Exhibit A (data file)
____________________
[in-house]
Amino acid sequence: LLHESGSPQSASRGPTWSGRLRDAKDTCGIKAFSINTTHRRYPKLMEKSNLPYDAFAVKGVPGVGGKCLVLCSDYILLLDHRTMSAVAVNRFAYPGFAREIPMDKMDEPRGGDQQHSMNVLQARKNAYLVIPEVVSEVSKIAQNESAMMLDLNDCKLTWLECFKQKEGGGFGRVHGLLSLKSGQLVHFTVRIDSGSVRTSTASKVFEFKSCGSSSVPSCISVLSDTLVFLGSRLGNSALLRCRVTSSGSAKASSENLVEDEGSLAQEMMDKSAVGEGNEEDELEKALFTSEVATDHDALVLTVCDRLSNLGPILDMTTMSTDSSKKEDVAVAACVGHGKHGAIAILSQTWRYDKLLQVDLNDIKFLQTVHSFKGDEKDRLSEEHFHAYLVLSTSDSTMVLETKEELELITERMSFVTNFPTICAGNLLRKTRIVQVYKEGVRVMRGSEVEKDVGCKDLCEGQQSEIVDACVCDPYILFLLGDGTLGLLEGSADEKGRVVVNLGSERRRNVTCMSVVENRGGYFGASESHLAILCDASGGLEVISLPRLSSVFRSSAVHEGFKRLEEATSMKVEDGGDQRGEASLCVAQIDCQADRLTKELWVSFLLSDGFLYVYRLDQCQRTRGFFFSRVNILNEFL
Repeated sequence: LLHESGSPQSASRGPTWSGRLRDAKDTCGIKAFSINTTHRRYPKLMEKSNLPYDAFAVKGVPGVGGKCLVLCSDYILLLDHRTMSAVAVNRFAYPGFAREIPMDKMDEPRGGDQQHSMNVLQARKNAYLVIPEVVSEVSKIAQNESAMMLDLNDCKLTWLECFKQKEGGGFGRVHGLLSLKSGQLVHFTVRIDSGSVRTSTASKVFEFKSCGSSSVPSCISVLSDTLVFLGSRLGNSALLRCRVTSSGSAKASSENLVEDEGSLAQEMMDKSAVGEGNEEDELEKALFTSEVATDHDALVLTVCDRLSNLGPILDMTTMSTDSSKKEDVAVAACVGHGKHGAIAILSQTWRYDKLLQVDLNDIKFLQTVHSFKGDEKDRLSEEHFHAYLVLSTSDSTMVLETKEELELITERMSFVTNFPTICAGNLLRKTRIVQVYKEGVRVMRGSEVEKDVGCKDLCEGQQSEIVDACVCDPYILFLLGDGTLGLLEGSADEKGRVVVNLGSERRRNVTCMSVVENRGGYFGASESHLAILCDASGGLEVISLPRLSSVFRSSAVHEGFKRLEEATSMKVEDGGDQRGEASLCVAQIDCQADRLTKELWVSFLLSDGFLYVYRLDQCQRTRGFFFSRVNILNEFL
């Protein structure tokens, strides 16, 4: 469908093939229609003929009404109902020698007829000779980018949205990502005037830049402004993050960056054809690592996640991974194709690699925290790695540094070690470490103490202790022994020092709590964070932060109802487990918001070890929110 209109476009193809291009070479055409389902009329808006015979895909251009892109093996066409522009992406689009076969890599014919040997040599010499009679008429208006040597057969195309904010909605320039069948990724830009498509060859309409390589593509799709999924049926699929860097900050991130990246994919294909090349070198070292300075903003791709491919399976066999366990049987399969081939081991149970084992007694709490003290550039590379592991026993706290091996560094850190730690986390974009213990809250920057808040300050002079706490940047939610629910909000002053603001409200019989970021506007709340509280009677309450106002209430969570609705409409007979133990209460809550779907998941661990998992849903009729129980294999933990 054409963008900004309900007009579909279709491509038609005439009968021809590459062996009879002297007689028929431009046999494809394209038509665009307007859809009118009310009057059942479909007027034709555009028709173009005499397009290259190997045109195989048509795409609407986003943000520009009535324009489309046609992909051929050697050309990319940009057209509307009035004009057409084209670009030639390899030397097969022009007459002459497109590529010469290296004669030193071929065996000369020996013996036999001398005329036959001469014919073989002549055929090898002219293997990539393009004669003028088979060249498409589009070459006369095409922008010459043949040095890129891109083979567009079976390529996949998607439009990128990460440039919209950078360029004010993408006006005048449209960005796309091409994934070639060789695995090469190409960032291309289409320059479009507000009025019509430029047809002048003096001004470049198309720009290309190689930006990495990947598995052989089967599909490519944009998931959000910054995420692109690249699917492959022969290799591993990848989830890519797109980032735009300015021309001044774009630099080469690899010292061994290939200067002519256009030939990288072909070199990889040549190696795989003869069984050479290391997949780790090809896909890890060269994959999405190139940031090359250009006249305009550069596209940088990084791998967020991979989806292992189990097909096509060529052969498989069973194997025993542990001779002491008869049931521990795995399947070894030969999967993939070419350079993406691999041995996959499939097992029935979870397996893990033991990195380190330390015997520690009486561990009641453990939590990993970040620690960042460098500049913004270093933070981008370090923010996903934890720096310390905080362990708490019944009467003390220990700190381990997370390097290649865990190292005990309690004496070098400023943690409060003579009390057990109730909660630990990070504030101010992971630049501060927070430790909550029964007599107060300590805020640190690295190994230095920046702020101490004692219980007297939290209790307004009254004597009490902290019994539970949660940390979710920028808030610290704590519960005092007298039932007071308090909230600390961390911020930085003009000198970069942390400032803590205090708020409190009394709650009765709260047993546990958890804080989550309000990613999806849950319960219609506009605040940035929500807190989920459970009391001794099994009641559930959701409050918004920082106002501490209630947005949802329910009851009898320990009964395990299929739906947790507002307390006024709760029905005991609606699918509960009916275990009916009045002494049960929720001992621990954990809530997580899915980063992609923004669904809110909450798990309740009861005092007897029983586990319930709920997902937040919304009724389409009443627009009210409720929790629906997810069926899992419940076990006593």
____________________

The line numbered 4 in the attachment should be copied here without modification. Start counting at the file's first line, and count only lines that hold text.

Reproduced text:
């Protein structure tokens, strides 16, 4: 469908093939229609003929009404109902020698007829000779980018949205990502005037830049402004993050960056054809690592996640991974194709690699925290790695540094070690470490103490202790022994020092709590964070932060109802487990918001070890929110 209109476009193809291009070479055409389902009329808006015979895909251009892109093996066409522009992406689009076969890599014919040997040599010499009679008429208006040597057969195309904010909605320039069948990724830009498509060859309409390589593509799709999924049926699929860097900050991130990246994919294909090349070198070292300075903003791709491919399976066999366990049987399969081939081991149970084992007694709490003290550039590379592991026993706290091996560094850190730690986390974009213990809250920057808040300050002079706490940047939610629910909000002053603001409200019989970021506007709340509280009677309450106002209430969570609705409409007979133990209460809550779907998941661990998992849903009729129980294999933990 054409963008900004309900007009579909279709491509038609005439009968021809590459062996009879002297007689028929431009046999494809394209038509665009307007859809009118009310009057059942479909007027034709555009028709173009005499397009290259190997045109195989048509795409609407986003943000520009009535324009489309046609992909051929050697050309990319940009057209509307009035004009057409084209670009030639390899030397097969022009007459002459497109590529010469290296004669030193071929065996000369020996013996036999001398005329036959001469014919073989002549055929090898002219293997990539393009004669003028088979060249498409589009070459006369095409922008010459043949040095890129891109083979567009079976390529996949998607439009990128990460440039919209950078360029004010993408006006005048449209960005796309091409994934070639060789695995090469190409960032291309289409320059479009507000009025019509430029047809002048003096001004470049198309720009290309190689930006990495990947598995052989089967599909490519944009998931959000910054995420692109690249699917492959022969290799591993990848989830890519797109980032735009300015021309001044774009630099080469690899010292061994290939200067002519256009030939990288072909070199990889040549190696795989003869069984050479290391997949780790090809896909890890060269994959999405190139940031090359250009006249305009550069596209940088990084791998967020991979989806292992189990097909096509060529052969498989069973194997025993542990001779002491008869049931521990795995399947070894030969999967993939070419350079993406691999041995996959499939097992029935979870397996893990033991990195380190330390015997520690009486561990009641453990939590990993970040620690960042460098500049913004270093933070981008370090923010996903934890720096310390905080362990708490019944009467003390220990700190381990997370390097290649865990190292005990309690004496070098400023943690409060003579009390057990109730909660630990990070504030101010992971630049501060927070430790909550029964007599107060300590805020640190690295190994230095920046702020101490004692219980007297939290209790307004009254004597009490902290019994539970949660940390979710920028808030610290704590519960005092007298039932007071308090909230600390961390911020930085003009000198970069942390400032803590205090708020409190009394709650009765709260047993546990958890804080989550309000990613999806849950319960219609506009605040940035929500807190989920459970009391001794099994009641559930959701409050918004920082106002501490209630947005949802329910009851009898320990009964395990299929739906947790507002307390006024709760029905005991609606699918509960009916275990009916009045002494049960929720001992621990954990809530997580899915980063992609923004669904809110909450798990309740009861005092007897029983586990319930709920997902937040919304009724389409009443627009009210409720929790629906997810069926899992419940076990006593």